Will Businesses Heed The Warning From Progressive's Social Media Fail?

If you haven't seen by now, Progressive has a problem and their public relations efforts have only served to make it worse. Here's the story from the Wall Street Journal: Progressive Corp. was trying to save $75,000. Instead, it unleashed a flurry of social-media rage against the company...  The car insurer found itself in the middle of an online firestorm last week after a blogger named Matt Fisher took to his Tumblr page to complain about the way Progressive treated his family as they sought to collect on his deceased sister’s insurance policy. Fisher’s story went viral, and four days later, Progressive agreed to settle with the family for an undisclosed sum. Whatever the settlement amount, the total cost of the incident will be much higher, with a tally that will include those people who made good on their Twitter threats to switch their insurance away from Progressive, as well as those who won’t consider Progressive for their insurance in the future. This is exactly what is meant by the statement that customers using social media have the power to influence millions where they used to be able to tell just ten. It all started with a blog post that Fisher posted. This is the latest unfortunate example of the ability for stories to go viral in an instant leaving your traditional marketing and public relations efforts in the dust. Follow me below the fold for more of the social media outrage.   Continue reading

When should I post this?

I can't tell you the number of times I have been asked when the best time of day to post, tweet or email. The digital agency Raka is cited in this post at Ragan Communications regarding the best time to tweet: If brands want their followers to click links shared in tweets (referred to as “click throughs”), they should post to Twitter early in the afternoon—1 p.m. to 3 p.m.—Monday through Thursday, according to a study by link shortening service Bitly. The study also stressed the two worst times to tweet for click throughs: After 8 p.m. any day of the week and after 3 p.m. on Friday.  You can see the infographic they put together below:

Facebook Post Targeting is Big News For Businesses, Organizations and Campaigns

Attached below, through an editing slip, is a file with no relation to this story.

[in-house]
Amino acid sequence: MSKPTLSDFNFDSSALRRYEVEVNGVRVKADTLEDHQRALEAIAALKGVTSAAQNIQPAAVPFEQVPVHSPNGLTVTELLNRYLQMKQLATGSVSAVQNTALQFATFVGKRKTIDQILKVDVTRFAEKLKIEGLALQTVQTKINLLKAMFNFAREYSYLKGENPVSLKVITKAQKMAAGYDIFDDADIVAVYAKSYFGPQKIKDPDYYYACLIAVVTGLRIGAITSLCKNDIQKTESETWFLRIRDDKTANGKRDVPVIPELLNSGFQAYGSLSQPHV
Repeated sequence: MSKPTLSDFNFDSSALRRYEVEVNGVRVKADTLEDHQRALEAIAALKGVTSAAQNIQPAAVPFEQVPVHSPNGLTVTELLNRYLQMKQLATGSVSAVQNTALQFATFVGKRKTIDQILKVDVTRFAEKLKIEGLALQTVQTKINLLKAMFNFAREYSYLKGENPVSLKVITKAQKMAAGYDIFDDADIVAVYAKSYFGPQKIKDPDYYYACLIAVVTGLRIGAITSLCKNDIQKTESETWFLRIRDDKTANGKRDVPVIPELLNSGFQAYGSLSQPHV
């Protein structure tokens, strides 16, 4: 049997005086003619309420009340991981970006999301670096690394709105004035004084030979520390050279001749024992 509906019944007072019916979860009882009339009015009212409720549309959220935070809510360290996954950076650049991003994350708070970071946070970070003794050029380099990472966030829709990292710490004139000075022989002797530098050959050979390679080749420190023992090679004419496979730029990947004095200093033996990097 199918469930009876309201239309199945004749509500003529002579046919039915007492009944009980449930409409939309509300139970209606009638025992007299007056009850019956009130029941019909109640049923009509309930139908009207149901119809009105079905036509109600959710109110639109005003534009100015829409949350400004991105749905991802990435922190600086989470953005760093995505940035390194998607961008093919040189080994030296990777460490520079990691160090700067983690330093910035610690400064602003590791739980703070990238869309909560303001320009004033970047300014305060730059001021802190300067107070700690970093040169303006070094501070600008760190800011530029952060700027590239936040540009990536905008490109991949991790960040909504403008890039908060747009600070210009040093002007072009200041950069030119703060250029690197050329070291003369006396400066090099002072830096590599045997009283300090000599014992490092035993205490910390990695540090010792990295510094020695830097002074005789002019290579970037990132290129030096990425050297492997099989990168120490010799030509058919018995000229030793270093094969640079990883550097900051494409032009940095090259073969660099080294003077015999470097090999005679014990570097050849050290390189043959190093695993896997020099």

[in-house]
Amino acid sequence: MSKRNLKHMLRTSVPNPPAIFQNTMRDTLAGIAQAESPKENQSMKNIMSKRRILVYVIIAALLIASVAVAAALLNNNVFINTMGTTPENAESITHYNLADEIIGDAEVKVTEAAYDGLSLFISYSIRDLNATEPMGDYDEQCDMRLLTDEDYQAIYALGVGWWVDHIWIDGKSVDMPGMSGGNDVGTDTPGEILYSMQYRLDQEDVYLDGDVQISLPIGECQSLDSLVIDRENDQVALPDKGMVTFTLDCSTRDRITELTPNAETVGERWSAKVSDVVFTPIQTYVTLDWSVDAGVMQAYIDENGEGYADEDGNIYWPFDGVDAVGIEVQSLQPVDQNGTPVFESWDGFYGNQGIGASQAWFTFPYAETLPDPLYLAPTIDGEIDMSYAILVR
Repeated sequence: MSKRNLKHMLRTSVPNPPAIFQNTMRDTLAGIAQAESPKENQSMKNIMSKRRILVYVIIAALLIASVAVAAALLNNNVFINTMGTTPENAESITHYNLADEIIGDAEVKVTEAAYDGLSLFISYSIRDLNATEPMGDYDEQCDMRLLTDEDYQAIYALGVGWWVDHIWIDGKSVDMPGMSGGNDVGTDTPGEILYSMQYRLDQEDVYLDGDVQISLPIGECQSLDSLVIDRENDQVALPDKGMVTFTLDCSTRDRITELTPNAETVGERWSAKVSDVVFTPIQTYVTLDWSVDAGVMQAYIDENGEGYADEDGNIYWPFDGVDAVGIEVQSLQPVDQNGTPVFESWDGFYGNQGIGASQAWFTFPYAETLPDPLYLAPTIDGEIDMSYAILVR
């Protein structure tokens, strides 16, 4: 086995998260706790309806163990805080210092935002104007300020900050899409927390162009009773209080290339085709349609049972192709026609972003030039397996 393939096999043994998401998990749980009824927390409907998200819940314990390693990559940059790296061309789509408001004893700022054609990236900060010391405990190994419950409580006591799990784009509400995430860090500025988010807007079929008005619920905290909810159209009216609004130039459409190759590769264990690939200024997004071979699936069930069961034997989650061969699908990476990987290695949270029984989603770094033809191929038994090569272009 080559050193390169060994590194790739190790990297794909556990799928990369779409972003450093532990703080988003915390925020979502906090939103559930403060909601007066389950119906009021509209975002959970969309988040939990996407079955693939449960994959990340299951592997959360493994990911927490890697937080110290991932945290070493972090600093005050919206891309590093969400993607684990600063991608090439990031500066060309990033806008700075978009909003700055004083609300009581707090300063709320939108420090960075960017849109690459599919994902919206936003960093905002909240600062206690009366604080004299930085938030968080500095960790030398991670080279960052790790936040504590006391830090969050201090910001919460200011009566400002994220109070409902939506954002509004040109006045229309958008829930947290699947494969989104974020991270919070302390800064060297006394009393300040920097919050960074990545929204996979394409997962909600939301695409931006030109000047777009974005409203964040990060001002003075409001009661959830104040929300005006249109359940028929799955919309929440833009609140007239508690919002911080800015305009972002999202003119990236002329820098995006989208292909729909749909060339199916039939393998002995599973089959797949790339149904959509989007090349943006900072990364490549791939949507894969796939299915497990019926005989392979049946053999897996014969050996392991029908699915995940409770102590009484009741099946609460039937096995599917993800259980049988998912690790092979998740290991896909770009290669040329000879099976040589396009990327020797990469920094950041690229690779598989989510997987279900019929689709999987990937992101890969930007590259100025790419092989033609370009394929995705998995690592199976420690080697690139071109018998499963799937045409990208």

This is pretty significant.  When I used to manage campaigns and now as a consultant, you focus efforst and apply targeting to ensure your message is being delivered to the most receptive potential resource because you had limited resources.  Rather than taking a shot in the dark, you targeted your efforts in hopes of maximizing your results. Facebook has now taken steps to make that possible in your social media efforts: Community managers can now create and serve content that will appear in the individual Newsfeeds of a more narrowly-selected subset of its fan base. New targeting options include gender, relationship status, education, workplace, language and geography.   With Facebook’s former language and geo targeting, targeted posts only appeared to people who fell within that range of the target, and no one else was allowed to see the post. Now, targeted posts can be seen by all users on the Page in the Timeline (so don’t go overboard with too many posts at once), but only reach targeted users in their own Newsfeed. They tell us what it really means: This update gives marketers the ability to boost social engagement by crafting more detailed and sophisticated content calendars that are tailored to the nuances of their brand’s audience. With more sophisticated content strategies will come greater engagement, as marketers will be hyper-relevant to the behaviors and preferences of various consumer groups. It will be interesting to see how digital marketers incorporate this new feature into their strategy. Facebook says that it is just beginning to roll out the enhanced post targeting, so we'll have to see what they come up with next while figuring out how to best utilize this option.